Permanent Pacemakers are employed to ensure that the heart rate is not allowed to drop below definable limits. For most people, they are implanted because of symptomatic slow heart rhythms that have either resulted in dizzy spells or blackouts. In some cases, pacemakers are recommended because of a perceived high risk of having blackouts.
The normal heart beat is generated by a cluster of specialised cells high in the right atrium. This area is called the sinus node. Impulses emitted by this area spread in a wave through the uppre chambers causing them to contract. The electrical impulses then travel to the lower chambers through another specialised region known as the atrioventricular node. The signals are then split into two branches that rapidly transmit the signals through the left and right ventricles. The development of a slow heart rhythm can be due to failure of any or several parts of the conduction system. The nature of the conduction problem often influences the type of pacemaker that is chosen for patients.
How Are Pacemakers Implanted?
Pacemakers are implanted under local anaesthetic. The procedure usually takes less than one hour and it is usual to stay in hospital overnight after the procedure. The local anaesthetic is injected into the skin under the collarbone on the left side of the chest. A small incision is made in this region and the pacemaker leads are inserted into a vein through the incision. The leads are very floppy and flexible and slide down the vein until they are sitting in contact with the appropriate heart chamber(s). In most patients, alead is passed to both the upper and lower chambers. The ends of the leads are then plugged into the pacemaker box. This box is roughly the size of a gentleman's wristwatch. The wound is then closed with stitches that will dissolve over a few weeks.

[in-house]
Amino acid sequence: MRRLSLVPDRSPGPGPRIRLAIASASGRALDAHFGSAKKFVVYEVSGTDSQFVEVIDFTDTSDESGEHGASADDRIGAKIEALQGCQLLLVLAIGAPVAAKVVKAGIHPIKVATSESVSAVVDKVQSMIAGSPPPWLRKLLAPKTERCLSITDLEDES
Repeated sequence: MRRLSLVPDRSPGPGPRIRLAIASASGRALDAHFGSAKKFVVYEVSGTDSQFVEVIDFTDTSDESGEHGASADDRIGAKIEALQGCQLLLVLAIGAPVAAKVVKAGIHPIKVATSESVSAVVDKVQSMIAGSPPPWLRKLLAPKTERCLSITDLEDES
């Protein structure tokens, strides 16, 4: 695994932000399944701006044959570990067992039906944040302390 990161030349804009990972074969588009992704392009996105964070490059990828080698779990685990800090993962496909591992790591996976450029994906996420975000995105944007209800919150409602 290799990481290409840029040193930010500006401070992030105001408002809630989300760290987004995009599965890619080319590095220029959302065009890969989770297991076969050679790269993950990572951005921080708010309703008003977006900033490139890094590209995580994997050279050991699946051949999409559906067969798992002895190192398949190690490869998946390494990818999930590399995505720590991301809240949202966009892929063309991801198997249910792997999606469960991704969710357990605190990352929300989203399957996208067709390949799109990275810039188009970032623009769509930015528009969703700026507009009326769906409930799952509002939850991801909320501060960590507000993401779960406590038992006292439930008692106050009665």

How Do Pacemakers Work?
The basic technology is very simple. The leads in the heart detect the electrical heartbeat in the chamber(s) that they are situated. Provided signals are regularly detected and relayed to pacemaker box, the pacemaker will not do anything. However, if the time interval between beats is longer than the limit programmed into the pacemaker, the generator will send a signal down the leads to the heart stimulating it to beat. Similarly, if the pacemaker senses that the signals are not getting through from upper to lower chambers in time, an impulse is sent to the lower chambers telling them to contract in harmony with the upper chambers to maintain the maximum efficiency of the heart. Pacemakers have additional functions including the ability to sense physical activity and breathing rate. This enables the pacemaker to make the heart speed up or slow down according to the activity levels of the patient.
How Long Do Pacemakers Last?
This depends on how much work it is required to do and depends on many factors. If a patient's heart requires pacing all the time the battery may last 5 years or less. If the pacemkaer is rarely needed it may last twice as long. Many patients will require a generator change within their lifetime but this is usually even more straightforward than the original operation.
How Long Will I Need To Be Off Work?
Most patients can return to work after 7 days. If you have a very physical job, or one that is associated with a high risk or accidents or responsiblility for others, your employer may stipulate up to a month off work. The DVLA state that you are not allowed to drive for 7 days after a pacemaker implantation. For drivers with 'Group 2' entitlement such as HGV drivers, longer periods of disqualification apply.
How Often Will I Need to Come For Checkups?
After the initial operation, follow-up visits are usually arranged 2-4 weeks after the operation, then 3 months later and then it is usually only once a year until the battery begins to show signs of running low. Once this happens, you would usually be put on a list for routine replacement of the generator.